Since 2004, the Bank of Canada has carried out an annual qualitative survey to assess client activity in Canadian foreign exchange (FX) hedging as reported by banks 1. The survey participants 2 comprise banks that are active in Canadian FX markets, including the ten banks represented on the Canadian Foreign Exchange Committee (CFEC).

The 2012 survey covers bank responses as to FX hedging activity of both corporate and institutional accounts that have Canadian-dollar hedging requirements. This summary incorporates the written survey responses collected in June, as well as information gathered from bilateral meetings conducted in August. 3 The survey results provide a broad picture of customer hedging activity, subject to the qualitative rather than quantitative nature of the survey. 4 Some common themes emerge, with differences among institutions in part reflecting the composition of each bank’s client base, both by region and by sector.

  • Institutional customer volume continues to account for the majority of client hedging activity, and remains largely driven by routine hedging and rebalancing activity. The reduction in market volatility in the Canadian dollar relative to the prior year 5 has, in some instances, contributed to a decline in rebalancing activity.
  • Exporter FX hedging activity continues to be the largest contributor to corporate customer volume and is driven primarily by the level of the currency.  The narrow trading range of the Canadian dollar coupled with the uncertain outlook for commodity prices has however diminished overall hedging activity from exporters.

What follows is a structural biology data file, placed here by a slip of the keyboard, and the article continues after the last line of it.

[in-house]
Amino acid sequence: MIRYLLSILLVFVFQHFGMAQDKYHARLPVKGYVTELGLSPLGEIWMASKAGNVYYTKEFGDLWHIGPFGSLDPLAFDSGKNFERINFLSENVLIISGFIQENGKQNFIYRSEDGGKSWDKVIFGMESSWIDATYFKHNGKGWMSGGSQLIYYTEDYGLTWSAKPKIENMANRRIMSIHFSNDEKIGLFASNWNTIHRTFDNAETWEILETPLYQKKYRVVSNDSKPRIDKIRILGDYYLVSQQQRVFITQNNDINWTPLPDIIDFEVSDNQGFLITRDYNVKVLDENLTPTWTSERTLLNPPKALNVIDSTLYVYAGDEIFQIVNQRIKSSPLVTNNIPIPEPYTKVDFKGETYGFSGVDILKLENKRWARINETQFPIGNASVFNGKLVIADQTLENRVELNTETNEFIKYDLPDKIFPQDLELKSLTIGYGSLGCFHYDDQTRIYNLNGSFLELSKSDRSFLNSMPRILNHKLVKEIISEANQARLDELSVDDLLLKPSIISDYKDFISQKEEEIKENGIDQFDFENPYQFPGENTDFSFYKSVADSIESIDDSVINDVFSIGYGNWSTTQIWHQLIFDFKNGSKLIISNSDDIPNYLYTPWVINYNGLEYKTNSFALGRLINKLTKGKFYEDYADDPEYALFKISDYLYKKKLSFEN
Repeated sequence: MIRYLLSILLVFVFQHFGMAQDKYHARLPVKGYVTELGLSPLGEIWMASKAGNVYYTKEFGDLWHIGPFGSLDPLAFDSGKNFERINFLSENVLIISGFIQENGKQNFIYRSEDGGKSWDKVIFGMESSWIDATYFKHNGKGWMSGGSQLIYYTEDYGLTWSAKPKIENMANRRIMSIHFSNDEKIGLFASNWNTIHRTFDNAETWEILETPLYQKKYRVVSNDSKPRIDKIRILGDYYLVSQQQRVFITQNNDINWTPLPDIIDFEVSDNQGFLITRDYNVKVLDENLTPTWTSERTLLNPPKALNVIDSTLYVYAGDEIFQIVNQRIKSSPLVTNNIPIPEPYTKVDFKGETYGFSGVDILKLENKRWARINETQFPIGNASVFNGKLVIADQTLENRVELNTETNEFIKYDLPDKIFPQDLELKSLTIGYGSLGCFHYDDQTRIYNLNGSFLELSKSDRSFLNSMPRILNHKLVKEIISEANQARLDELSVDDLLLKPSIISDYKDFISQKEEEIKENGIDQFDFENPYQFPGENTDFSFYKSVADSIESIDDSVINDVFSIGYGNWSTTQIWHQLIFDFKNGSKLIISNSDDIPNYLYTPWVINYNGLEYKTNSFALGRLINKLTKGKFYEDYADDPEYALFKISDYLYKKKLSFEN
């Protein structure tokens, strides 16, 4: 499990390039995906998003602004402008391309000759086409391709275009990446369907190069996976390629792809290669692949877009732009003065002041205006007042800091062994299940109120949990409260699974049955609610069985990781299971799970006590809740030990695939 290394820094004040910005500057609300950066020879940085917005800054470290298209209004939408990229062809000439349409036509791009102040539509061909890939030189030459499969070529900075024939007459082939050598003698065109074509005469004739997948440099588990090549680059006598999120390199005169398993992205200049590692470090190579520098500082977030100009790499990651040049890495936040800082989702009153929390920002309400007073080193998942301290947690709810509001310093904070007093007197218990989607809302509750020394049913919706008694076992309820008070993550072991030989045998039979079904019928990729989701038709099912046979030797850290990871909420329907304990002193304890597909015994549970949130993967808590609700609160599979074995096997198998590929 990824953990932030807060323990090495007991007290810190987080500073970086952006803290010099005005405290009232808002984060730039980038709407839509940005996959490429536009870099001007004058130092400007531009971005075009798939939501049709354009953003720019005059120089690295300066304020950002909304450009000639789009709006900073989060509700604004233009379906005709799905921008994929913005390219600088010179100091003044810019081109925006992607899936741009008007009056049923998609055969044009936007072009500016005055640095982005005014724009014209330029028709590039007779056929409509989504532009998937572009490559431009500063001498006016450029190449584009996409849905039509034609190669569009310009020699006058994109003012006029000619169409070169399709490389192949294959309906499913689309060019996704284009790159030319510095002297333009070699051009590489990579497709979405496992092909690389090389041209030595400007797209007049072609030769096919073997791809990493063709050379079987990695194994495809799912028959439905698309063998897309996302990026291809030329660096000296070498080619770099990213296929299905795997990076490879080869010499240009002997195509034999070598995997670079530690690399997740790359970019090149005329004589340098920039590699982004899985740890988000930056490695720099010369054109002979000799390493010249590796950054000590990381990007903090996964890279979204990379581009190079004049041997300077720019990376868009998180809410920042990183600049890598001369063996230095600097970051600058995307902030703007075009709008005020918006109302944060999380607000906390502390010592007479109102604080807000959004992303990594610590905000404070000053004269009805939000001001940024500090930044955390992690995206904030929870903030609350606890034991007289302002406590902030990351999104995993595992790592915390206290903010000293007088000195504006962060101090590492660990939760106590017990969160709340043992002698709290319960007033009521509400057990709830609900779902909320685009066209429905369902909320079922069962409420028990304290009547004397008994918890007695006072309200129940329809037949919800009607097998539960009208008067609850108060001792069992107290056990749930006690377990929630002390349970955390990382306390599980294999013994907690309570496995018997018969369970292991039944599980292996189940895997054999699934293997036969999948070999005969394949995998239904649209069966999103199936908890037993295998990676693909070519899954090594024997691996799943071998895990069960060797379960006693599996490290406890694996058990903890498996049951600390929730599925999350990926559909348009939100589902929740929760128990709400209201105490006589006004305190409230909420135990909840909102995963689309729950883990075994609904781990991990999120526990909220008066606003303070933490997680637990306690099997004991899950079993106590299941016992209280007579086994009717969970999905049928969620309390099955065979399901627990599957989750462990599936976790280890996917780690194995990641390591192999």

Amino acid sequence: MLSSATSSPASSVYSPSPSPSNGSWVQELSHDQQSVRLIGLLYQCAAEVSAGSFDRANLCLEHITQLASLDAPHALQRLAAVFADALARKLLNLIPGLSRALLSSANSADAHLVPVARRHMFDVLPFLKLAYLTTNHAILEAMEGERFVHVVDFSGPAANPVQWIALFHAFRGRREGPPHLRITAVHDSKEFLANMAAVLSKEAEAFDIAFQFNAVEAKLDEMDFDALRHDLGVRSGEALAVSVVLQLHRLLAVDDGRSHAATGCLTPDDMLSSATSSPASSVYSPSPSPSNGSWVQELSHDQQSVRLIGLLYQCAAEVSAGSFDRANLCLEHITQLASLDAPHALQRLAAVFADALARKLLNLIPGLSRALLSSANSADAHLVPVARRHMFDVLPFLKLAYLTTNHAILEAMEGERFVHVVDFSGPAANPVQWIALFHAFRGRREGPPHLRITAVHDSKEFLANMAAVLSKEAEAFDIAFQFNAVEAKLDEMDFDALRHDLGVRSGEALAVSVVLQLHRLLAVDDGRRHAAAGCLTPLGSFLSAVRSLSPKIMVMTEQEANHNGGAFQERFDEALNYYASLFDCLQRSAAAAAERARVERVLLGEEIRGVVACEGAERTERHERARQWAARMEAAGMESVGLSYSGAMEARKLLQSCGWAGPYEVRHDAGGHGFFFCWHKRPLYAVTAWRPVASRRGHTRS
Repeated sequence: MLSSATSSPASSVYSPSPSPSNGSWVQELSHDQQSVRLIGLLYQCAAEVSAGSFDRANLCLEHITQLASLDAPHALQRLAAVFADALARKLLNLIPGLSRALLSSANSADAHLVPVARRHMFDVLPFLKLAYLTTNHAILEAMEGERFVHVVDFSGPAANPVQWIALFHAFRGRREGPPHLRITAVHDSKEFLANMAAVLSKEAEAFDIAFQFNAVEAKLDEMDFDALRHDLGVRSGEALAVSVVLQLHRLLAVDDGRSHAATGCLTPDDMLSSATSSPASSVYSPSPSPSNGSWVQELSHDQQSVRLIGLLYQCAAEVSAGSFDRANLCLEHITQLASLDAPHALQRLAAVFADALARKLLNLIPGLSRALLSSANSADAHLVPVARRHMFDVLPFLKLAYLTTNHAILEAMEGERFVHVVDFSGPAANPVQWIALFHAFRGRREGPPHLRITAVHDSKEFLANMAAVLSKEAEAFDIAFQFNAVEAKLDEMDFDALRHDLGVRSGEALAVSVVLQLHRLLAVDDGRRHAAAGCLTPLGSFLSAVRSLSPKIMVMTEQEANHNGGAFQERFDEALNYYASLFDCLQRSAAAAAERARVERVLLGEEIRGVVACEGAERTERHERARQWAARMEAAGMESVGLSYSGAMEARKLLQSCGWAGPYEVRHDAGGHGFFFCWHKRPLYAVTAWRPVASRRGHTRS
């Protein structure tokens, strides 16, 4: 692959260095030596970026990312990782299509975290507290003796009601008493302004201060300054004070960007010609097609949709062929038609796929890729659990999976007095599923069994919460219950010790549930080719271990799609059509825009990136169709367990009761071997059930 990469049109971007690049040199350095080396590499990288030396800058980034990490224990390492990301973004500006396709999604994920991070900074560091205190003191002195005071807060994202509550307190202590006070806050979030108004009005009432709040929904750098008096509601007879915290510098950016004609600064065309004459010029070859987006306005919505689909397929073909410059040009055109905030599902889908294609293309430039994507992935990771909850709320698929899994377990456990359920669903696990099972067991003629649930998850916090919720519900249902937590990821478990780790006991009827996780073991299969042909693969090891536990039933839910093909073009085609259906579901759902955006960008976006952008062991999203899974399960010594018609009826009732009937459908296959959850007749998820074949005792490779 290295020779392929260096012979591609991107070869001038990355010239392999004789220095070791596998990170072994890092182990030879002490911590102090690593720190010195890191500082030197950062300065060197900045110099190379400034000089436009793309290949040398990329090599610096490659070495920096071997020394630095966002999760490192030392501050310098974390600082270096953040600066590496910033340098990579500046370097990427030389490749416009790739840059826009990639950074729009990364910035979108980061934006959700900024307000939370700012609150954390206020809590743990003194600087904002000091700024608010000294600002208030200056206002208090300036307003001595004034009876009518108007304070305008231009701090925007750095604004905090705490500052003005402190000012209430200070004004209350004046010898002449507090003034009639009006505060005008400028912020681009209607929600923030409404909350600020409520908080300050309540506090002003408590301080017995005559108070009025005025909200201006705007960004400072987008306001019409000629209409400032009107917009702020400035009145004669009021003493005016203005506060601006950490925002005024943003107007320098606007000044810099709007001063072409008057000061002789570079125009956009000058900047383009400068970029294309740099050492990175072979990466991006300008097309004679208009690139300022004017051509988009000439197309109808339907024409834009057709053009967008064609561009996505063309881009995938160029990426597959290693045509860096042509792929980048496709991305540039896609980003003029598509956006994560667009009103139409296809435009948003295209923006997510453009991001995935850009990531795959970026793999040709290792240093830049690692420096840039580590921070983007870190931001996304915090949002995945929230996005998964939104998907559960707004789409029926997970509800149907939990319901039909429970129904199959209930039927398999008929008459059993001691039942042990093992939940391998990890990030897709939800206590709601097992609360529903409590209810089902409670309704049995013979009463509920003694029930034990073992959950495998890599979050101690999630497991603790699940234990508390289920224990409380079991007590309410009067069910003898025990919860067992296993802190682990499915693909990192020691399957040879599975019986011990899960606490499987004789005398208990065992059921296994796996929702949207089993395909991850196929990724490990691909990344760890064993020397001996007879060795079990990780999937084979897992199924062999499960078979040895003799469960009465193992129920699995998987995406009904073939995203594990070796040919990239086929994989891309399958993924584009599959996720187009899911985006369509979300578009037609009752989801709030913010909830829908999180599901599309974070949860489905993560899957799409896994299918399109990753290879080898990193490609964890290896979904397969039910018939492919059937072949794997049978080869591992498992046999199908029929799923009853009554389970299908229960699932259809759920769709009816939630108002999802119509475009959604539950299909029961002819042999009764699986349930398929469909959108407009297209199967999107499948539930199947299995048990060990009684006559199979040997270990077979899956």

• Canadian corporate and institutional investor FX exposure increased the most in U.S. dollars, with exposure increasing also to the Australian dollar for domestic institutional investors. In contrast to the prior year exposure to the Euro declined for domestic institutional investors. FX exposure to Latin American and Asian emerging-market currencies increased for all Canadian accounts, while exposure to Eastern European currencies continued to decline.
  • Foreign institutional investor exposure to Canadian dollar assets was generally unchanged from last year.
  • Consistent with prior surveys, approximately half of currency exposures are hedged, with the majority of institutional accounts having a formal FX hedging policy.  Roughly 60-70% of corporate accounts have a formal policy compared to 40-50% last year.
  • The majority of institutional hedges are regularly extended (rolled) to maintain the hedge on an underlying longer-term investment, whereas most corporate hedges are used to hedge specific cash flows. The majority of institutional hedges are for terms of less than six months, with banks reporting that the recent narrow trading range for the Canadian dollar together with uncertainty over global economic developments has contributed to a further shift towards more shorter-dated hedging, with average hedging duration declining relative to last year. Increased credit costs were also cited as a reason for the decline in longer dated hedging 6.
  • The impact of Canadian dollar movements on corporate revenues has varied by client type. Banks estimate that the impact of Canadian dollar movements on Canadian importers was neutral, with importers maintaining the levels of their hedging volumes and only slightly reducing the term of their FX hedges to continue to take advantage of the high absolute level of the Canadian dollar. The impact on Canadian exporters was reported as being moderately positive because the CAD has been weaker than in the prior year. Exporters somewhat increased their hedging and lengthened their hedge duration as the Canadian dollar weakened from the higher levels a year ago.  Domestic institutional investors have on balance left their foreign currency investments unchanged, with no change in their overall hedging ratio for their foreign assets.